What’s also beneficial about these hires is the networks they bring with them, Smith tells CJR. This relates to a larger point that diversity has to be a priority for everyone in the newsroom: “It doesn’t work as one person’s responsibility or one department’s responsibility, like so-and-so is in charge of diversity,” says Smith. “It’s a weird way of buffing responsibility off of everybody else.”

This team mentality seems to be working as BuzzFeed has been recognized over the years for its commitment to diversity, including winning the Best Practices Award from the National Association of Black Journalists in 2015.

CNN hosts one-day programs at conventions hosted by journalism affinity groups to help young reporters improve on their skills—such as ethics, leadership, and enterprise reporting. The result not only benefits the attendees, but also CNN as it creates a database of journalists who could eventually join the network, says Ramon Escobar, a CNN vice president responsible for talent recruitment, development, diversity and inclusion. “It’s a much more effective way to set up relationships with people then say set up a booth and say to people come by and say hello.”

 

Connect with the communities we cover.

The Courier-Post, which covers South Jersey as part of the USA Today Network, hosts a diversity summit every other month at various local sites on the impacts of race within the community. “They bring in community leaders and others representing really a host of ethnic, racial, religious, and other backgrounds to talk about issues with respect to race and equality gender and other things that matter to the community,” Jones tells CJR. These conversations have helped to develop story ideas and guide reporters’ thinking—leads and ideas may have been missed otherwise.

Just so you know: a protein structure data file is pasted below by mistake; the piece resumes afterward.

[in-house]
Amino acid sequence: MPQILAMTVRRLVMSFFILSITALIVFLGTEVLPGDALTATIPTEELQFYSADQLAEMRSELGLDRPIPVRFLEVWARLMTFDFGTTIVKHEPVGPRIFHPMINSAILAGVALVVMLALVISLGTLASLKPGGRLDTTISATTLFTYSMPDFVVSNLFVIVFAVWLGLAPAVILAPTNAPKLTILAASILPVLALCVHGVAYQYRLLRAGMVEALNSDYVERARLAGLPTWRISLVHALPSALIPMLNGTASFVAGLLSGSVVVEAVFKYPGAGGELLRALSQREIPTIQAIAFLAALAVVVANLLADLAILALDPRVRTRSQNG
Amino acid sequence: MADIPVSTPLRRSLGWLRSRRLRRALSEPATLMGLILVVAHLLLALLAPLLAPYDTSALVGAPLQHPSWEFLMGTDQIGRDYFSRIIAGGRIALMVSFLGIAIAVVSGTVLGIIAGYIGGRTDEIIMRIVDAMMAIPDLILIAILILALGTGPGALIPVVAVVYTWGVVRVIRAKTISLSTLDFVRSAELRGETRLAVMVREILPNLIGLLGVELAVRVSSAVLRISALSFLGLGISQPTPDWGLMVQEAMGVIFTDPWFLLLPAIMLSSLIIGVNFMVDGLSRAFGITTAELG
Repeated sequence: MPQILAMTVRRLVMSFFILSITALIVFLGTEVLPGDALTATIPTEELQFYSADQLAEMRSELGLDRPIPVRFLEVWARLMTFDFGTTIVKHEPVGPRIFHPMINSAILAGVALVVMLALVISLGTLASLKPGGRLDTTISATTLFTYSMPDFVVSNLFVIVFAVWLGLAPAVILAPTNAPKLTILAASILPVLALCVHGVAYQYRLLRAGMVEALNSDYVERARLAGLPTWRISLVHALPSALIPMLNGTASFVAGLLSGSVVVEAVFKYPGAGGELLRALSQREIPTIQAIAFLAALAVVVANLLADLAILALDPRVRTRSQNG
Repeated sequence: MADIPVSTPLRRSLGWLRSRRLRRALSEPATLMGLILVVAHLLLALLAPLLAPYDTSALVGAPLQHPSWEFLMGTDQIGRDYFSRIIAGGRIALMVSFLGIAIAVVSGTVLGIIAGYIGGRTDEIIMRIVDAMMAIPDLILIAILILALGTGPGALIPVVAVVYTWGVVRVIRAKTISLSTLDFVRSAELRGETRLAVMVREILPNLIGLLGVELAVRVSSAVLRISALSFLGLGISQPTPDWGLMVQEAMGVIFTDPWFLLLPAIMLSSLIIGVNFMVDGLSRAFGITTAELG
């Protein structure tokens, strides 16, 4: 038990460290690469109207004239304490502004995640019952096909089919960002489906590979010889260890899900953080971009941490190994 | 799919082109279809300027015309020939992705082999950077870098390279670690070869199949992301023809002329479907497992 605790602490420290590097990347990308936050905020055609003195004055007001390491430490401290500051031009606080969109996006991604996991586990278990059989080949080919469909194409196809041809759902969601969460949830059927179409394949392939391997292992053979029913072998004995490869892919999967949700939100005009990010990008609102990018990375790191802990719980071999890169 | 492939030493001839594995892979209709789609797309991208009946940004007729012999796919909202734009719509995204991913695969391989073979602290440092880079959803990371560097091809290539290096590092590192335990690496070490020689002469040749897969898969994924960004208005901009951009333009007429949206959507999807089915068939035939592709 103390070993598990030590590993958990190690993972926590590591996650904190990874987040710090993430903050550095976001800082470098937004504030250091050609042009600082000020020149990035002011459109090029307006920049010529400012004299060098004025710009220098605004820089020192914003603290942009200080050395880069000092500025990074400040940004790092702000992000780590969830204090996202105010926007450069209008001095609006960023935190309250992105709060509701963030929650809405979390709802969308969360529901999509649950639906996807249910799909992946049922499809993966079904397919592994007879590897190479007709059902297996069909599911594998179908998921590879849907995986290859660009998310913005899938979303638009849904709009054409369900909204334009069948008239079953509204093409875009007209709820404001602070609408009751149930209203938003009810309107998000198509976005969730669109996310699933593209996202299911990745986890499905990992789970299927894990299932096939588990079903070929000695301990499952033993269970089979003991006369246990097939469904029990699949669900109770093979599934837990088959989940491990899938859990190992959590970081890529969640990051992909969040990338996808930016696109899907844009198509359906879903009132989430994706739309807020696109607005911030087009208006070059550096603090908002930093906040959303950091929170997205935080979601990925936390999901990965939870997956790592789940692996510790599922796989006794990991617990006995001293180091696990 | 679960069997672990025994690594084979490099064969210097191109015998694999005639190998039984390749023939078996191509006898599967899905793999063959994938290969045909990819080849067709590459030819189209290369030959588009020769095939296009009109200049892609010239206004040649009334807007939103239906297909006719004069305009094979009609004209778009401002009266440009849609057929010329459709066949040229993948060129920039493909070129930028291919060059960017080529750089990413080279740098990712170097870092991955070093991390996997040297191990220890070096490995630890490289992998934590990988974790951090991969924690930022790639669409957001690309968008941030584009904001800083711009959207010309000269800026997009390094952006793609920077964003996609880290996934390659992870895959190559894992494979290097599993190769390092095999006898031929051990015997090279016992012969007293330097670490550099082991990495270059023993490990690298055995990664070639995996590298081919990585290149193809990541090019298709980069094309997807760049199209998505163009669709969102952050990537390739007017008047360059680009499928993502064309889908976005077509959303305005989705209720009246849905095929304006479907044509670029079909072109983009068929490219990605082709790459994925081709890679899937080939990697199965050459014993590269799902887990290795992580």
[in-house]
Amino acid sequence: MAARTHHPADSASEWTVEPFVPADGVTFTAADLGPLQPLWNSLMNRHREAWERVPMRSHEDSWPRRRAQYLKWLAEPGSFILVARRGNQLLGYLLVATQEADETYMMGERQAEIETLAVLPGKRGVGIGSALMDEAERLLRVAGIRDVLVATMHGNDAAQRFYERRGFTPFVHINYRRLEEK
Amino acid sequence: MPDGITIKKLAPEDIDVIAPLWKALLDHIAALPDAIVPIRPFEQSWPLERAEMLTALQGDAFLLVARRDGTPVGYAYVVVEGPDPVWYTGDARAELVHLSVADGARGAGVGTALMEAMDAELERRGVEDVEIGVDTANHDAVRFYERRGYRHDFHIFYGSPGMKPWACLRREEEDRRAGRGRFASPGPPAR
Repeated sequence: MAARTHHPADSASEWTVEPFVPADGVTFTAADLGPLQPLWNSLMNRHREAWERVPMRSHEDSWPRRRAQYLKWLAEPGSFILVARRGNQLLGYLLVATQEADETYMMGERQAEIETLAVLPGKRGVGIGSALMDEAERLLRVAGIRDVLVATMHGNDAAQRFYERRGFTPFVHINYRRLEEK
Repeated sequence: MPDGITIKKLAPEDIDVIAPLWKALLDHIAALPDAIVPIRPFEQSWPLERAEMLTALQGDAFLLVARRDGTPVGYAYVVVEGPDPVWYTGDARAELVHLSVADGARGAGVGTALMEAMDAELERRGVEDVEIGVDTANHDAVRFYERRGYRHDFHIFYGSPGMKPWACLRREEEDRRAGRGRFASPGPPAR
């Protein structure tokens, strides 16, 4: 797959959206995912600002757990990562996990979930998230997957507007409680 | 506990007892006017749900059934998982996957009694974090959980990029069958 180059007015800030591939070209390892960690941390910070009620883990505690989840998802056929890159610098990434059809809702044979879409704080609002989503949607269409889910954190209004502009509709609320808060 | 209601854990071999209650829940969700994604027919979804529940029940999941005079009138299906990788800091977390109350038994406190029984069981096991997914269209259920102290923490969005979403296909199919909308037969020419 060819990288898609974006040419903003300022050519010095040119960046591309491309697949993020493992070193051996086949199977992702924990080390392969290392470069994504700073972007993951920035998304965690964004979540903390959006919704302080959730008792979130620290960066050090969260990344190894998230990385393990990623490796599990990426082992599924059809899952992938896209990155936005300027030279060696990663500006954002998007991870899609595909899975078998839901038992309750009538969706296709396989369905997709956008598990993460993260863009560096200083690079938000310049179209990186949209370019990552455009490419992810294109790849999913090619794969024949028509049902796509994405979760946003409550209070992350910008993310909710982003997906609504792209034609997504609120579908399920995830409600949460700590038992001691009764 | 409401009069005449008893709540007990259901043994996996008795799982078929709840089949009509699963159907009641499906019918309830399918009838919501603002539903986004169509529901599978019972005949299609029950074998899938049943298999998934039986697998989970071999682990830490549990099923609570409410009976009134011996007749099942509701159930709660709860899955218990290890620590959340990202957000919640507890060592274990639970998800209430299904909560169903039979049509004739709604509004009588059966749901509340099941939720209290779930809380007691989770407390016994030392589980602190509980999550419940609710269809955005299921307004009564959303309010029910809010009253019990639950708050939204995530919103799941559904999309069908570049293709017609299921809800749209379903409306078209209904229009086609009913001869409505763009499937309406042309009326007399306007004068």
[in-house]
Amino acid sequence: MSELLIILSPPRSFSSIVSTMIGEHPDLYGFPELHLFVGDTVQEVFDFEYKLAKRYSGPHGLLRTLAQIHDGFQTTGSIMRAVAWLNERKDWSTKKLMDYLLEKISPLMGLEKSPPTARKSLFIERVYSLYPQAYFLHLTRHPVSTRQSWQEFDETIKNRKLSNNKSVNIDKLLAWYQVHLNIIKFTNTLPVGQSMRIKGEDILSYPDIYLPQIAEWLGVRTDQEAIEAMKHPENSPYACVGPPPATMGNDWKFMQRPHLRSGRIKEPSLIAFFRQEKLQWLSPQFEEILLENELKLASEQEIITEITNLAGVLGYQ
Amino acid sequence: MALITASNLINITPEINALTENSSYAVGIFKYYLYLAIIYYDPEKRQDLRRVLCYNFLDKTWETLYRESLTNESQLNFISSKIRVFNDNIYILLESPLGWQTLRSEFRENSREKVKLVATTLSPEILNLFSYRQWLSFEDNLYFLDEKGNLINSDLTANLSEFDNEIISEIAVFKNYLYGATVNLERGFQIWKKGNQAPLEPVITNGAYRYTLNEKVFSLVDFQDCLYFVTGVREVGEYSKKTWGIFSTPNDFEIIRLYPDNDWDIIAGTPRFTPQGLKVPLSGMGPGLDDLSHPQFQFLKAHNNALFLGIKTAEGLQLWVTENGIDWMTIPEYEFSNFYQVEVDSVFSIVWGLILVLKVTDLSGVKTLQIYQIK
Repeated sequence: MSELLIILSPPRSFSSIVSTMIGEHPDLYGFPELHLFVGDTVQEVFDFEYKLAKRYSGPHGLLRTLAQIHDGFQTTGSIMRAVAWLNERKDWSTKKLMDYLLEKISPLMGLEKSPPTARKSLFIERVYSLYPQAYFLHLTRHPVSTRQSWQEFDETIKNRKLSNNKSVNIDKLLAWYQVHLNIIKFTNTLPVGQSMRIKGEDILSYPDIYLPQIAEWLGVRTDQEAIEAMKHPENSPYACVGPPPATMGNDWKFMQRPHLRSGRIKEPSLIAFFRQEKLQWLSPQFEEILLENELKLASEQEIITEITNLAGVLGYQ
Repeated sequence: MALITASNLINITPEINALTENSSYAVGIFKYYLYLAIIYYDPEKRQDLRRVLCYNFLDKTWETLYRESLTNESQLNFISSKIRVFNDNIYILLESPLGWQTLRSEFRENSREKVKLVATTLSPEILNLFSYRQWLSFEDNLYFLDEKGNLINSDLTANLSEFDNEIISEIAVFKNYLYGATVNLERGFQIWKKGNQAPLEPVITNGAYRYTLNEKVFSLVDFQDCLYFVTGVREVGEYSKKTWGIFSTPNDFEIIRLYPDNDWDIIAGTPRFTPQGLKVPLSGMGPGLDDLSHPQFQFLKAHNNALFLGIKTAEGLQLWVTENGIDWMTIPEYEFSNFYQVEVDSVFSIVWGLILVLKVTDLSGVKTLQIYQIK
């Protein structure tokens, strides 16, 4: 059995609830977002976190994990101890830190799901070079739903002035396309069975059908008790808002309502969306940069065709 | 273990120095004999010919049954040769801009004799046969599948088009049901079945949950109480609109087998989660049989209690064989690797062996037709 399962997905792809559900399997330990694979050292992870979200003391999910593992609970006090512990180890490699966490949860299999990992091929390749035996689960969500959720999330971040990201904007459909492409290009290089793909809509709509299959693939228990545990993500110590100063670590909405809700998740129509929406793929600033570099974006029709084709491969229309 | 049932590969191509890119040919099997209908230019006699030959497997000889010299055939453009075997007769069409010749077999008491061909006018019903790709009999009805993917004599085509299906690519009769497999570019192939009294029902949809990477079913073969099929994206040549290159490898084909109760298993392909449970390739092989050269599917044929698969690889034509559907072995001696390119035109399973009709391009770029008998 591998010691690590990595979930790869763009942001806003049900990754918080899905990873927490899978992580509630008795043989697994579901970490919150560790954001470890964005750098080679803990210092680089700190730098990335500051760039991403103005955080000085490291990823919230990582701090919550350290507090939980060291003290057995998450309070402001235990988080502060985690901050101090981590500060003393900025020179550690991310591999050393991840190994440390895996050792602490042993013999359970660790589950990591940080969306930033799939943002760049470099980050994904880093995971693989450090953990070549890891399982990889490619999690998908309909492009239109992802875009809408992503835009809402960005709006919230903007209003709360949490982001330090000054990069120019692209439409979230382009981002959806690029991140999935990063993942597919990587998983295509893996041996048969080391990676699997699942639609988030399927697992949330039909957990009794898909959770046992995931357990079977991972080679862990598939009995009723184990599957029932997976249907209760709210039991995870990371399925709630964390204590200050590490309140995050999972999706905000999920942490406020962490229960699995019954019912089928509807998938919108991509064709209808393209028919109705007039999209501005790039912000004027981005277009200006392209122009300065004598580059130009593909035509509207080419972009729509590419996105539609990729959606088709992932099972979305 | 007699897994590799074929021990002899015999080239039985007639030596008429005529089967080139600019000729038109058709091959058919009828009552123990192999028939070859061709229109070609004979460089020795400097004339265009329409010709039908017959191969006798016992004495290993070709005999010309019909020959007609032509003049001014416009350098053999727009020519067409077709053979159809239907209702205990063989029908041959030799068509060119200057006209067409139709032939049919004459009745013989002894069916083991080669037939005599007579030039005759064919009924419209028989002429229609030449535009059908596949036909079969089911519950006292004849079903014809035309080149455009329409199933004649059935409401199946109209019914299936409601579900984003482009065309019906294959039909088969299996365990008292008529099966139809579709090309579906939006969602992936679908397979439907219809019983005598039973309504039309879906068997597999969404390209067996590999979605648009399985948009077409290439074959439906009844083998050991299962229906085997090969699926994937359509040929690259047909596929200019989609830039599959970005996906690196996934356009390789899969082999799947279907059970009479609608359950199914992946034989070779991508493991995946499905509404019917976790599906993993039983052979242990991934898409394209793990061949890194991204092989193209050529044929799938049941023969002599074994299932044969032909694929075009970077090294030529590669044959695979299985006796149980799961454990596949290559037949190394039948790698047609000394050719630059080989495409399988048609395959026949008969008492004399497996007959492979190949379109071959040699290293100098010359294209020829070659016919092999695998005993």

In addition to attending annual conventions with affinity groups (AAJA, NABJ, NAHJ, NLGJA, NAJA) the Associated Press meets with the leaders of these groups to develop a game plan. “We convene with the leaders—the presidents and executive leaders—of all those organizations in our New York headquarters for a conversation on how we want to work on diversity together and our own goals,” says Brian Carovillano, AP’s vice president of US news. The goal, he adds, is to make diversity a priority industry wide.

“News outlets should have a plan that produces a range of content that speaks to the widest interests possible, with context that connects the dots for the disparate communities covered,” says Celis. While the makeup of a newsroom is not going to drastically change overnight, turning to outside resources can help make a difference in coverage and progress towards diversity goals.

 

Train your internal talent and groom them for leadership roles.

While the first three practices have more of an outward focus, news organizations should also nurture the diversity they do have. The Associated Press trains employees in areas like career development and leadership to ensure they will be prepared to move into senior and management positions. This is key to making real changes in newsroom cultures, says Jean Maye, AP’s director of human resources. The goal is to identify people from diverse backgrounds who could eventually become newsroom leaders. She adds, “Offer alternative plans and grow [talent] from within. Be patient to be able to develop that type of diversity yourself in your own organization.”

Retention is often overlooked in diversity conversations, which is a mistake. When the American Society of News Editors last measured, the retention rate was 86 percent for white journalists and 78 percent for journalists of color. Why do they leave more often? Dan Sullivan, a professor at the University of Minnesota School of Journalism and Mass Communication who studies how traditional media adapts to the changing communities they serve, found that journalists of color leave because news outlets fail to cover their communities, leading to doubts about the value of their presence in newsrooms.

Correction: An earlier version of this story misspelled the name of AP’s director of human resources.

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Carlett Spike is a CJR Delacorte Fellow. Follow her on Twitter @CarlettSpike.